The most obvious diversity is amongst the diaconate as an ordained position, and forms of diaconal ministry which are rather "commissioned". Moreover, different forms of the diaconate relate in different ways to the decision-making structures of the churches. Some were initially mandated by the central structures of the church authority, while others arose as grassroots initiatives responsible to the church in more indirect ways. A relative freedom from central decision-making structures has permitted some diaconal ministries to be "spaces" where excluded groups (e.g., women) have been able to shape their own ministries. The "go-between" role of diaconal ministry operates in both directions: from the church to the needs, hopes and concerns of persons in and beyond the church; and from those needs, hopes and concerns to the church. Therefore it is a matter not just of ministries of service (diakonia) but also of witness (martyria) and worship (leitourgia).

A renewed definition of the diaconate for our time--and particularly to meet the need of our local constituencies in north India--is most urgent. Deacons are not to be merely an inferior order of ministers, exercising lowly service; rather they should be ordained to assist the presiding officers of the community (bishops and presbyters), both in proclamation and celebration of word and sacrament, and in coordinating the community's diakonia in Christ. Ordination is into both an activity and an identity; it demands some kind of life-long commitment. All this would imply a reconsideration of the transitional diaconate, and the possibility of direct ordination to the priesthood for persons discerned to have presbyteral vocation without their passing through the diaconate.

The presbyters may perceive a renewed diaconate as a threat to their own identity and role. If, however, presbyters can welcome deacons as partners-in-ministry then the diaconate can stand as a witness against the ecclesiastical distortion rooted in exclusivist attitudes and practices. The lay members may perceive a renewed diaconate as a threat to various ministries in worship which are now exercised by lay persons, but which might be re-absorbed into what might be seen as a more "clerically"-oriented diaconate. But it must be understood that what deacons do is the same as what Christians, in general, could or should do. What is distinctive is their call to be publicly accountable servants who have a charge to model, encourage and coordinate diakonia.

A good diversity of approach is possible in dealing with a "permanent diakonia" according to ecclesiastical circumstances and missionary needs. It could be exercised as full-time, part-time, non-stipendary or stipendary, with remuneration coming either from church or non-church sources. Raising the possibility of an "ordained diaconate", one visibly incorporated into ordered ministry and eucharistic liturgy, challenges the church to take greater ownership of "diakonia" as a sign of apostolicity and encourages the whole people of God to understand their daily life as an arena for Christian service. It is characterized by practical expressions of God's redeeming love in concrete acts of justice, reconciliation and healing. A renewed diaconate can strengthen these acts with the church's authority and blessing, by linking them with the eucharistic meal.

In the light of my above presentation, and in the light of the reflection and suggestions in the bishops' conference, the following recommendations were made for study and discussion. After further discussion, the theological commission of the Church of North India approved the recommendations and sent them to the 11th synod in October 2001. The synod executive in February 2002 accepted the "permanent diaconate" in principle and proposed to incorporate some practical suggestions for implementation. The text follows:


(CNI constitution, part 1, chapter I, sec VIII, sub-section D; clauses 15,16, pp.28,29, subsection E, clauses 23, 24, p.30)


The diakonia is characterized by practical expression of God's redeeming love in concrete acts of reconciliation, healing and justice. The "permanent diaconate" can effectively strengthen these acts with the church's authority and blessing by expressing [them] within the liturgical celebration of the gathered eucharistic assembly. It is an ecumenical opportunity for contemporary life and mission of the Church of North India. Diaconal ministers are called for life to be agents of the church in interpreting and meeting needs, hopes and concerns within the church and society. It is an ordained ministry of worship (leitourgia), witness (martyia) and service (diakonia). The ordination calls for life-long commitment within one ordained ministry of word and sacrament to meet the ecclesiastical and missionary needs of the constituencies of the Church of North India.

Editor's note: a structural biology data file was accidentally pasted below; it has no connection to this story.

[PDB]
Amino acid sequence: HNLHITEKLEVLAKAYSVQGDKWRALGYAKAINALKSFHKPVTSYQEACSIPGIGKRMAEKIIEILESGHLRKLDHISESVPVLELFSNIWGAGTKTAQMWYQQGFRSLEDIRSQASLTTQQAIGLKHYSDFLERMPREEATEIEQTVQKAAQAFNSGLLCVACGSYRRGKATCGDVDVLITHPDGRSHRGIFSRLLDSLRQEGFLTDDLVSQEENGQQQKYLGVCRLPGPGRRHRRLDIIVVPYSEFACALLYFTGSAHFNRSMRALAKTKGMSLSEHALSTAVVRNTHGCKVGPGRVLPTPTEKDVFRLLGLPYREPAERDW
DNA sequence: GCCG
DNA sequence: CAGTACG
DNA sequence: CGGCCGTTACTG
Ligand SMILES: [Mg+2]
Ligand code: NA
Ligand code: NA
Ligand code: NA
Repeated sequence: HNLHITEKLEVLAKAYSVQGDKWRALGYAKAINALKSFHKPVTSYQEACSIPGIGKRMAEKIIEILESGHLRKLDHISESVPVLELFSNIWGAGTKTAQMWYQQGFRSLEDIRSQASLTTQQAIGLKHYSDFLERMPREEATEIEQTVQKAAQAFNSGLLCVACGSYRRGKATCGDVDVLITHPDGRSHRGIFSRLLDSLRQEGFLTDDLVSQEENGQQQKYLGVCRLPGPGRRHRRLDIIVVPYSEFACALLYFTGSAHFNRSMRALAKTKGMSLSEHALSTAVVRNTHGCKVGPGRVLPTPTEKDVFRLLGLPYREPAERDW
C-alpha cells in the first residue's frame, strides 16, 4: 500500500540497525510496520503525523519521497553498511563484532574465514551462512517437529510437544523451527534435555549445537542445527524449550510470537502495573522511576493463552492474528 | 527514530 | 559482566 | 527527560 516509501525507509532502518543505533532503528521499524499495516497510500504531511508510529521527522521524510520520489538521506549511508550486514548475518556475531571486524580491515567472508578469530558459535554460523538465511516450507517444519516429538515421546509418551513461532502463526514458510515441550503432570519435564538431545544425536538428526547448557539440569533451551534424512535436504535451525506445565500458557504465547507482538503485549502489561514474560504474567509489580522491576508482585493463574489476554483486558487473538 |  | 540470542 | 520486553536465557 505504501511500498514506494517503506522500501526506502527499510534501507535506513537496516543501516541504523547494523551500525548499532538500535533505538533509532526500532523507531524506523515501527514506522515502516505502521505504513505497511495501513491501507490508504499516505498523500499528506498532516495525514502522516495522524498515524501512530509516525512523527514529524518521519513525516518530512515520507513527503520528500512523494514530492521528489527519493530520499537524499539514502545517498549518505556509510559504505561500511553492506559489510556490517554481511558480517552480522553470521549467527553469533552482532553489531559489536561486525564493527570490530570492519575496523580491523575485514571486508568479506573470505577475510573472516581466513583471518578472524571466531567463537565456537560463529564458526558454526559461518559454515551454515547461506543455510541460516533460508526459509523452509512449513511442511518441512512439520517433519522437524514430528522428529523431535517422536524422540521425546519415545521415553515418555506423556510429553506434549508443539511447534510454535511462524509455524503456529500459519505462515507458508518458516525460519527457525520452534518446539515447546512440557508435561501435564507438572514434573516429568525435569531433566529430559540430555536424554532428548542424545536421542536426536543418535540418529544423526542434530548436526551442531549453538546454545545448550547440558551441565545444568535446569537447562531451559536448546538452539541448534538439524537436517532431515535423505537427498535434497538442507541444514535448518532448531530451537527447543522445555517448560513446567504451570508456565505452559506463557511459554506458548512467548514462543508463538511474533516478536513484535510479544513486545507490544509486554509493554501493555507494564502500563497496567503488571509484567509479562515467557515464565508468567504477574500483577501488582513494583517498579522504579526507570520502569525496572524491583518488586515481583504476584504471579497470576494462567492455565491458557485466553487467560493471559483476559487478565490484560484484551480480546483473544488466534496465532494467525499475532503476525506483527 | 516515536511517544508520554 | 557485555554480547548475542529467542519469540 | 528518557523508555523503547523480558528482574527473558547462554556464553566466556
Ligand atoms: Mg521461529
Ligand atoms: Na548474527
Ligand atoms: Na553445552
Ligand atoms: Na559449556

1. The permanent diaconate shall consist of "deacons for life" ordained by a bishop to assist the bishop and presbyter in church's mission, proclaiming of the word, celebration of the sacraments and coordinating the community's diakonia.

2. The ministry may be undertaken for life by persons who are convinced of their call to the permanent diaconate of the church and possess gifts for such a district ministry, not to be ordained subsequently as presbyter within the threefold ministry of the CNI.

3. The candidate shall be ordained after being duly selected, and accepted by the diocesan ministerial committee; and must receive the training specially designed for this ministry in conjunction with the needs of the community and accepted by the diocesan council.

4. It can be exercised as full or part time, stipendiary or non-stipendiary as per the need and context of each diocese.

5. Ordinarily a person shall not be made a deacon till he has reached the age of twenty-five.

6. The deacons under this provision shall be recognized as deacons within the threefold ministry of bishops, presbyters and deacons.

7. They in their ordination to the diaconate shall be required to make a public confession of the particular life long vocation, and commitment to it for life.


(1) Constitution of CNI: Part I, Chapter 1, Section VIII, Sub-section A, Clause 16, 18, 24, p.29.

(2) The Diaconate as Ecumenical Opportunity: The Hanover Report of the Anglican-Lutheran International Commission, London, Anglican Communion Publications, 1996.

Contact: Rt Rev. Dr D.K. Sahu, Bishop of the Diocese of Eastern Himalaya, Church of North India, Bishop's Lodge, P.B. 4, Darjeeling--734 101, India, tel. +91.354 52.208, +91.354 53.882, email V.S. Lall, General Secretary, Church of North India Synod, CNI Bhavan, 16 Pandit Marg, New Delhi 110 001, India, tel. +91.11 373.10.79, fax +91.11 371.69.01, email, web site
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Author:Sahu, D.K.
Publication:The Ecumenical Review
Geographic Code:9INDI
Date:Jul 1, 2002